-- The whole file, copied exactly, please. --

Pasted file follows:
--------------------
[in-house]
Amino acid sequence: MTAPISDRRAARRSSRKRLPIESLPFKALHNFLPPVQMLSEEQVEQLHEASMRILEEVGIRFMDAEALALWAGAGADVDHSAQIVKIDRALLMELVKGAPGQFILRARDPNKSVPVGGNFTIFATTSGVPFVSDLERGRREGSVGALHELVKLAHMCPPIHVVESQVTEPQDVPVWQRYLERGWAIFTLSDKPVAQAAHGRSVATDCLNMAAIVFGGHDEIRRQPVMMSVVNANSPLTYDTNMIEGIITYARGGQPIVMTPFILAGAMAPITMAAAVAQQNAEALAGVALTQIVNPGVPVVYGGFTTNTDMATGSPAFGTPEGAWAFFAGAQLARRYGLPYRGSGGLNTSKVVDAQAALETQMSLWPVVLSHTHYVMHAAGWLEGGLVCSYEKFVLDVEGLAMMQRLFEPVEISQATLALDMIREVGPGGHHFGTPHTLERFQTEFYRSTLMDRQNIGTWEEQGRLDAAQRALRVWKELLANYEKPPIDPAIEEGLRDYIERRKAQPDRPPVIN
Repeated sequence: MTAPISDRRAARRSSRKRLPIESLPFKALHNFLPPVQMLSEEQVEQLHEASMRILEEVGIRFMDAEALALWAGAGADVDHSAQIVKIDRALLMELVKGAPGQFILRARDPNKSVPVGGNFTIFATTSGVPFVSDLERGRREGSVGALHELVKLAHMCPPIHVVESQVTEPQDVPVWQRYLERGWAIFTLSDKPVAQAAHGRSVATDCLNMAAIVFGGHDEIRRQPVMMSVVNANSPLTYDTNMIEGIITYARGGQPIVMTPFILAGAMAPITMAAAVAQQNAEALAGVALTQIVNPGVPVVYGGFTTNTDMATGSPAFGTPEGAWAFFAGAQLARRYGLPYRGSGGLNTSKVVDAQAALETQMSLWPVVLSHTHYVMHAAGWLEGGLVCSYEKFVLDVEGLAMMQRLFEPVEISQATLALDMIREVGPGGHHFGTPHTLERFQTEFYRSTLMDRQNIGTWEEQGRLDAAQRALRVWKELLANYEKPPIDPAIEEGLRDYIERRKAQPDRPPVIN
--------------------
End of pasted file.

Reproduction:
[in-house]
Amino acid sequence: MTAPISDRRAARRSSRKRLPIESLPFKALHNFLPPVQMLSEEQVEQLHEASMRILEEVGIRFMDAEALALWAGAGADVDHSAQIVKIDRALLMELVKGAPGQFILRARDPNKSVPVGGNFTIFATTSGVPFVSDLERGRREGSVGALHELVKLAHMCPPIHVVESQVTEPQDVPVWQRYLERGWAIFTLSDKPVAQAAHGRSVATDCLNMAAIVFGGHDEIRRQPVMMSVVNANSPLTYDTNMIEGIITYARGGQPIVMTPFILAGAMAPITMAAAVAQQNAEALAGVALTQIVNPGVPVVYGGFTTNTDMATGSPAFGTPEGAWAFFAGAQLARRYGLPYRGSGGLNTSKVVDAQAALETQMSLWPVVLSHTHYVMHAAGWLEGGLVCSYEKFVLDVEGLAMMQRLFEPVEISQATLALDMIREVGPGGHHFGTPHTLERFQTEFYRSTLMDRQNIGTWEEQGRLDAAQRALRVWKELLANYEKPPIDPAIEEGLRDYIERRKAQPDRPPVIN
Repeated sequence: MTAPISDRRAARRSSRKRLPIESLPFKALHNFLPPVQMLSEEQVEQLHEASMRILEEVGIRFMDAEALALWAGAGADVDHSAQIVKIDRALLMELVKGAPGQFILRARDPNKSVPVGGNFTIFATTSGVPFVSDLERGRREGSVGALHELVKLAHMCPPIHVVESQVTEPQDVPVWQRYLERGWAIFTLSDKPVAQAAHGRSVATDCLNMAAIVFGGHDEIRRQPVMMSVVNANSPLTYDTNMIEGIITYARGGQPIVMTPFILAGAMAPITMAAAVAQQNAEALAGVALTQIVNPGVPVVYGGFTTNTDMATGSPAFGTPEGAWAFFAGAQLARRYGLPYRGSGGLNTSKVVDAQAALETQMSLWPVVLSHTHYVMHAAGWLEGGLVCSYEKFVLDVEGLAMMQRLFEPVEISQATLALDMIREVGPGGHHFGTPHTLERFQTEFYRSTLMDRQNIGTWEEQGRLDAAQRALRVWKELLANYEKPPIDPAIEEGLRDYIERRKAQPDRPPVIN